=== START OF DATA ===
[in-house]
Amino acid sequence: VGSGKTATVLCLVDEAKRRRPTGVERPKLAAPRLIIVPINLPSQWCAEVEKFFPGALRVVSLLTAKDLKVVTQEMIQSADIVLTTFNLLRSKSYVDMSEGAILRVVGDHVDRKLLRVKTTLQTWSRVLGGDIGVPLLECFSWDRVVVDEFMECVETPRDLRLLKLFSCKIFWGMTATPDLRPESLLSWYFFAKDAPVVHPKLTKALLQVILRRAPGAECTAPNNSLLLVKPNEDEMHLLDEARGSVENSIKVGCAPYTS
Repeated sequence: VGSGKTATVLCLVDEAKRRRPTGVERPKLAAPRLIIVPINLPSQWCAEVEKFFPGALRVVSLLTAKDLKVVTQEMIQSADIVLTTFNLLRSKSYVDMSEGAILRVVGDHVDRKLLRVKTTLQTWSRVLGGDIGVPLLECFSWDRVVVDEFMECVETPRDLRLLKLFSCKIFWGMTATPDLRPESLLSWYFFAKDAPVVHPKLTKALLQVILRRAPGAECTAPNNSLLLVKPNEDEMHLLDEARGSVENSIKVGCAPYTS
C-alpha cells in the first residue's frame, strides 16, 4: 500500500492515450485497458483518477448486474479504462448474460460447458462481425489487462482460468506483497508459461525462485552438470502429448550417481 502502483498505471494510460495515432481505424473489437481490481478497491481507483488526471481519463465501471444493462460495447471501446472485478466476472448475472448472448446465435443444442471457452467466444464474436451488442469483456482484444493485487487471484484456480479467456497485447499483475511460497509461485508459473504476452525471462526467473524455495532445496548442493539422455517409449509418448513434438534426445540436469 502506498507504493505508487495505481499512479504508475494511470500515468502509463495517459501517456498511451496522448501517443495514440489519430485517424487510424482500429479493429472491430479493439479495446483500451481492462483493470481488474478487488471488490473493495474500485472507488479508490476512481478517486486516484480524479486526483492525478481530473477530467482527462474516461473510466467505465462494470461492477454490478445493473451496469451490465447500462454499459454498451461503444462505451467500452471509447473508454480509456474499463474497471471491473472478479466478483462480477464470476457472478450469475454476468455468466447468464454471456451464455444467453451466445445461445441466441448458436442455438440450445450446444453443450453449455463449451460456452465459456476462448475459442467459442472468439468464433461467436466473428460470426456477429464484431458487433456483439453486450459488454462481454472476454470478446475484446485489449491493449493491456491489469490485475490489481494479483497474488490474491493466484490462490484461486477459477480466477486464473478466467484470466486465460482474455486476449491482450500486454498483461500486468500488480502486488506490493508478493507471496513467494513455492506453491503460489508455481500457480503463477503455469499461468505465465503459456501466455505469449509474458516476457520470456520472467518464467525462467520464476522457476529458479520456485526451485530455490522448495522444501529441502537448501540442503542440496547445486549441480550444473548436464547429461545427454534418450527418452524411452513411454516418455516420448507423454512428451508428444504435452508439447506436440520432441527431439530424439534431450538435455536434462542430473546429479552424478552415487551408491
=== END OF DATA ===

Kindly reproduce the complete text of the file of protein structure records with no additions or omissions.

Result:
[in-house]
Amino acid sequence: VGSGKTATVLCLVDEAKRRRPTGVERPKLAAPRLIIVPINLPSQWCAEVEKFFPGALRVVSLLTAKDLKVVTQEMIQSADIVLTTFNLLRSKSYVDMSEGAILRVVGDHVDRKLLRVKTTLQTWSRVLGGDIGVPLLECFSWDRVVVDEFMECVETPRDLRLLKLFSCKIFWGMTATPDLRPESLLSWYFFAKDAPVVHPKLTKALLQVILRRAPGAECTAPNNSLLLVKPNEDEMHLLDEARGSVENSIKVGCAPYTS
Repeated sequence: VGSGKTATVLCLVDEAKRRRPTGVERPKLAAPRLIIVPINLPSQWCAEVEKFFPGALRVVSLLTAKDLKVVTQEMIQSADIVLTTFNLLRSKSYVDMSEGAILRVVGDHVDRKLLRVKTTLQTWSRVLGGDIGVPLLECFSWDRVVVDEFMECVETPRDLRLLKLFSCKIFWGMTATPDLRPESLLSWYFFAKDAPVVHPKLTKALLQVILRRAPGAECTAPNNSLLLVKPNEDEMHLLDEARGSVENSIKVGCAPYTS
C-alpha cells in the first residue's frame, strides 16, 4: 500500500492515450485497458483518477448486474479504462448474460460447458462481425489487462482460468506483497508459461525462485552438470502429448550417481 502502483498505471494510460495515432481505424473489437481490481478497491481507483488526471481519463465501471444493462460495447471501446472485478466476472448475472448472448446465435443444442471457452467466444464474436451488442469483456482484444493485487487471484484456480479467456497485447499483475511460497509461485508459473504476452525471462526467473524455495532445496548442493539422455517409449509418448513434438534426445540436469 502506498507504493505508487495505481499512479504508475494511470500515468502509463495517459501517456498511451496522448501517443495514440489519430485517424487510424482500429479493429472491430479493439479495446483500451481492462483493470481488474478487488471488490473493495474500485472507488479508490476512481478517486486516484480524479486526483492525478481530473477530467482527462474516461473510466467505465462494470461492477454490478445493473451496469451490465447500462454499459454498451461503444462505451467500452471509447473508454480509456474499463474497471471491473472478479466478483462480477464470476457472478450469475454476468455468466447468464454471456451464455444467453451466445445461445441466441448458436442455438440450445450446444453443450453449455463449451460456452465459456476462448475459442467459442472468439468464433461467436466473428460470426456477429464484431458487433456483439453486450459488454462481454472476454470478446475484446485489449491493449493491456491489469490485475490489481494479483497474488490474491493466484490462490484461486477459477480466477486464473478466467484470466486465460482474455486476449491482450500486454498483461500486468500488480502486488506490493508478493507471496513467494513455492506453491503460489508455481500457480503463477503455469499461468505465465503459456501466455505469449509474458516476457520470456520472467518464467525462467520464476522457476529458479520456485526451485530455490522448495522444501529441502537448501540442503542440496547445486549441480550444473548436464547429461545427454534418450527418452524411452513411454516418455516420448507423454512428451508428444504435452508439447506436440520432441527431439530424439534431450538435455536434462542430473546429479552424478552415487551408491